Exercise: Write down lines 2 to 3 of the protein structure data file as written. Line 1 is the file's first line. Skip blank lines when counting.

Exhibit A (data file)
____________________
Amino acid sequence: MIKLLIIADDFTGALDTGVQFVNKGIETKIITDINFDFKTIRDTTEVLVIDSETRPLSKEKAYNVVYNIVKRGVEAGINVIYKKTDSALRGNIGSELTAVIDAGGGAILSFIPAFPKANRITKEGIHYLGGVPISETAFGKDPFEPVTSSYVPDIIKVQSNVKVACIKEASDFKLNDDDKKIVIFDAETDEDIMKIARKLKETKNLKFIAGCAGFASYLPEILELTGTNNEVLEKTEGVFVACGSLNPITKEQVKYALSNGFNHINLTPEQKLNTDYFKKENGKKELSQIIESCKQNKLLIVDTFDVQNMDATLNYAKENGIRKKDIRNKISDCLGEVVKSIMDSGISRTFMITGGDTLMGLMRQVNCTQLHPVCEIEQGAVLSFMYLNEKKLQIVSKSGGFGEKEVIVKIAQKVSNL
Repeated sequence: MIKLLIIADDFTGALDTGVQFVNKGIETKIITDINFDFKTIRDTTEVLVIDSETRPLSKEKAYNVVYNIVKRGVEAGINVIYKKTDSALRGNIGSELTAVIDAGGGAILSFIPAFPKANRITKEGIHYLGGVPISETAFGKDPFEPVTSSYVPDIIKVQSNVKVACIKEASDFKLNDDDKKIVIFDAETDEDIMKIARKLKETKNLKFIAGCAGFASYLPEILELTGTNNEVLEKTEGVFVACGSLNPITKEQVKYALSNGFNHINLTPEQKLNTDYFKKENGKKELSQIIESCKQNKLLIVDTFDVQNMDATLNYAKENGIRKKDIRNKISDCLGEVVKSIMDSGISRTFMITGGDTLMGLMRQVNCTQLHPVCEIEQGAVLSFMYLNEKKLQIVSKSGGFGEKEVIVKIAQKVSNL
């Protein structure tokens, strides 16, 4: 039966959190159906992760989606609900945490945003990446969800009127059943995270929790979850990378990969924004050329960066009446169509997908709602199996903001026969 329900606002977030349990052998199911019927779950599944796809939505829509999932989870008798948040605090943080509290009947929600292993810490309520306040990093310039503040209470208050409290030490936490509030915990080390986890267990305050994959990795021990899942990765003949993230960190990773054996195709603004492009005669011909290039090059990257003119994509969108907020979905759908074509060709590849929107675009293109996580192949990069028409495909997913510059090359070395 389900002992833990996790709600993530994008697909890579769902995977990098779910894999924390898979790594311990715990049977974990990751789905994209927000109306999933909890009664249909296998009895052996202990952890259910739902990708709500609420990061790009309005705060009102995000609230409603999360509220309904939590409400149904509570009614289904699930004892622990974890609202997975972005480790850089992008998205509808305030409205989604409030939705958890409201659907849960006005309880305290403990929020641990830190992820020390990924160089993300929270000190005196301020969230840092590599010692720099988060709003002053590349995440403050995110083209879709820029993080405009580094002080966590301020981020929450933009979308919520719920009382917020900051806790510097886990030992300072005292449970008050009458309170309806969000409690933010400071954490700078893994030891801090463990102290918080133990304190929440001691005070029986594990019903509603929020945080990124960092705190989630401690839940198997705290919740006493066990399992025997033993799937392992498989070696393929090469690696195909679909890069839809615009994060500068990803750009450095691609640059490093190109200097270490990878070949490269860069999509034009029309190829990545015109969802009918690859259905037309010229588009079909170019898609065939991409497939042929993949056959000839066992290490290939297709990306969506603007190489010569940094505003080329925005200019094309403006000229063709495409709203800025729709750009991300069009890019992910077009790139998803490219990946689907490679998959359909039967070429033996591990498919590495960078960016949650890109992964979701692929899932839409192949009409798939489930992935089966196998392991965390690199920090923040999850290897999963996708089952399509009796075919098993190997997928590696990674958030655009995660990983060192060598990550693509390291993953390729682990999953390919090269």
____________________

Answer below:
Repeated sequence: MIKLLIIADDFTGALDTGVQFVNKGIETKIITDINFDFKTIRDTTEVLVIDSETRPLSKEKAYNVVYNIVKRGVEAGINVIYKKTDSALRGNIGSELTAVIDAGGGAILSFIPAFPKANRITKEGIHYLGGVPISETAFGKDPFEPVTSSYVPDIIKVQSNVKVACIKEASDFKLNDDDKKIVIFDAETDEDIMKIARKLKETKNLKFIAGCAGFASYLPEILELTGTNNEVLEKTEGVFVACGSLNPITKEQVKYALSNGFNHINLTPEQKLNTDYFKKENGKKELSQIIESCKQNKLLIVDTFDVQNMDATLNYAKENGIRKKDIRNKISDCLGEVVKSIMDSGISRTFMITGGDTLMGLMRQVNCTQLHPVCEIEQGAVLSFMYLNEKKLQIVSKSGGFGEKEVIVKIAQKVSNL
């Protein structure tokens, strides 16, 4: 039966959190159906992760989606609900945490945003990446969800009127059943995270929790979850990378990969924004050329960066009446169509997908709602199996903001026969 329900606002977030349990052998199911019927779950599944796809939505829509999932989870008798948040605090943080509290009947929600292993810490309520306040990093310039503040209470208050409290030490936490509030915990080390986890267990305050994959990795021990899942990765003949993230960190990773054996195709603004492009005669011909290039090059990257003119994509969108907020979905759908074509060709590849929107675009293109996580192949990069028409495909997913510059090359070395 389900002992833990996790709600993530994008697909890579769902995977990098779910894999924390898979790594311990715990049977974990990751789905994209927000109306999933909890009664249909296998009895052996202990952890259910739902990708709500609420990061790009309005705060009102995000609230409603999360509220309904939590409400149904509570009614289904699930004892622990974890609202997975972005480790850089992008998205509808305030409205989604409030939705958890409201659907849960006005309880305290403990929020641990830190992820020390990924160089993300929270000190005196301020969230840092590599010692720099988060709003002053590349995440403050995110083209879709820029993080405009580094002080966590301020981020929450933009979308919520719920009382917020900051806790510097886990030992300072005292449970008050009458309170309806969000409690933010400071954490700078893994030891801090463990102290918080133990304190929440001691005070029986594990019903509603929020945080990124960092705190989630401690839940198997705290919740006493066990399992025997033993799937392992498989070696393929090469690696195909679909890069839809615009994060500068990803750009450095691609640059490093190109200097270490990878070949490269860069999509034009029309190829990545015109969802009918690859259905037309010229588009079909170019898609065939991409497939042929993949056959000839066992290490290939297709990306969506603007190489010569940094505003080329925005200019094309403006000229063709495409709203800025729709750009991300069009890019992910077009790139998803490219990946689907490679998959359909039967070429033996591990498919590495960078960016949650890109992964979701692929899932839409192949009409798939489930992935089966196998392991965390690199920090923040999850290897999963996708089952399509009796075919098993190997997928590696990674958030655009995660990983060192060598990550693509390291993953390729682990999953390919090269």